There tends to be a lot of confusion around what an athletic trainer does when compared to personal trainers and physical therapists. An athletic trainer is a “healthcare professional who renders service or treatment, under the direction of or in collaboration with a physician, in accordance with their education and training and the states' statutes, rules and regulations. As a part of the healthcare team, services provided by ATs include injury and illness prevention, wellness promotion and education, emergent care, examination and clinical diagnosis, therapeutic intervention, and rehabilitation of injuries and medical conditions.” This definition was created by the national athletic trainers’ association (NATA) in order to distinguish ATs from other healthcare professionals. Simply put, an athletic trainer will provide medical coverage during athletic events and help an individual return to activity after an injury and no, they will not help someone lose weight and get into shape.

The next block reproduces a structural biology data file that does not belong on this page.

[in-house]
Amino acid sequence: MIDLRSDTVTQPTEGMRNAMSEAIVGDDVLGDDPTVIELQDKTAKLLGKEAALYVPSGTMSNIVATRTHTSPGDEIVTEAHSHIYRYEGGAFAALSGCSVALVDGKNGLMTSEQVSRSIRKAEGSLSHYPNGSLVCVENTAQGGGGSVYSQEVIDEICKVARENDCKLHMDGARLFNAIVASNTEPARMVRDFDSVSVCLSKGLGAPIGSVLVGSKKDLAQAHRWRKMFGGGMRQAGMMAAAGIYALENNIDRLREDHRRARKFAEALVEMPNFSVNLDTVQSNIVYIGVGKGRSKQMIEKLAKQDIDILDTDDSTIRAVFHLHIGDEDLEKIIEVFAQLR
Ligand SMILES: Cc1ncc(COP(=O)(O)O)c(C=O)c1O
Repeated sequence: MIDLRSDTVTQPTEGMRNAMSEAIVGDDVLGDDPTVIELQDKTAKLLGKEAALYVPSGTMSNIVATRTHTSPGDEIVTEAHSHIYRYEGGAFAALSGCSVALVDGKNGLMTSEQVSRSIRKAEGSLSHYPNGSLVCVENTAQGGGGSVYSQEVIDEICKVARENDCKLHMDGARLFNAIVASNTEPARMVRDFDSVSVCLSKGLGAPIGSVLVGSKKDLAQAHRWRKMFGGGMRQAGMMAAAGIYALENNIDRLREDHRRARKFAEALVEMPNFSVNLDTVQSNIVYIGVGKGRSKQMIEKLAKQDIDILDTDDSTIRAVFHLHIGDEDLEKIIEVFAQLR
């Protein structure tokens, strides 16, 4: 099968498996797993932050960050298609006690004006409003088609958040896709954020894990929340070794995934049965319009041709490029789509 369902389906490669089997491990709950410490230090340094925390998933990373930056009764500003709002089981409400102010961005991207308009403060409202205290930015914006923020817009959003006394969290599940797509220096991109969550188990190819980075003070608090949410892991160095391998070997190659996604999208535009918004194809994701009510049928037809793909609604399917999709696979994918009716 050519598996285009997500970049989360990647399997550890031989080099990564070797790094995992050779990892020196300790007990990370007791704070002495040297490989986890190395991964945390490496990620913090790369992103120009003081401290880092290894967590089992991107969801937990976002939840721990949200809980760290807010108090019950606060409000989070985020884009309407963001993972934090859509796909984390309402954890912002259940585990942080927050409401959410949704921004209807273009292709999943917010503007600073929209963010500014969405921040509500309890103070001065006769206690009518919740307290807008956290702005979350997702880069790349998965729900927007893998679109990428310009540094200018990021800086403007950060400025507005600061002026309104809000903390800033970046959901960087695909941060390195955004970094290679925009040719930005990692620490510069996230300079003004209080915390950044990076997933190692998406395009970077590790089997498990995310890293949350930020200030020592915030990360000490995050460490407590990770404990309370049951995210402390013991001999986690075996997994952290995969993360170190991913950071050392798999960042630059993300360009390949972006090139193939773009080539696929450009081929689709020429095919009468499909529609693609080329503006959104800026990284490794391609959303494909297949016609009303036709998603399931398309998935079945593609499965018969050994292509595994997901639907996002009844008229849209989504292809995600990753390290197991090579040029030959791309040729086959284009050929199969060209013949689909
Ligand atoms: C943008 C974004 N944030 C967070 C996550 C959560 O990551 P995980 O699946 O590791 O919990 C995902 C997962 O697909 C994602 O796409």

Athletic trainers can work in a variety of settings from high schools, colleges/universities, hospitals, physical therapy clinics, military, industrial settings, and professional sports. Athletic trainers are not restricted to working solely with athletes. Instead, they work with the physically active population. This can be deciphered a variety of ways, which is what makes athletic trainers so versatile in the healthcare setting. Athletic trainers specialize in injury prevention and emergent care for individuals of various activity levels. 

An athletic trainer is a certified and licensed health care professional who practices in the field of sports medicine. Whether it is returning an athlete to sport, an industrial athlete to work, or an individual to their active lifestyle, an athletic trainer can provide them with the help they need. 

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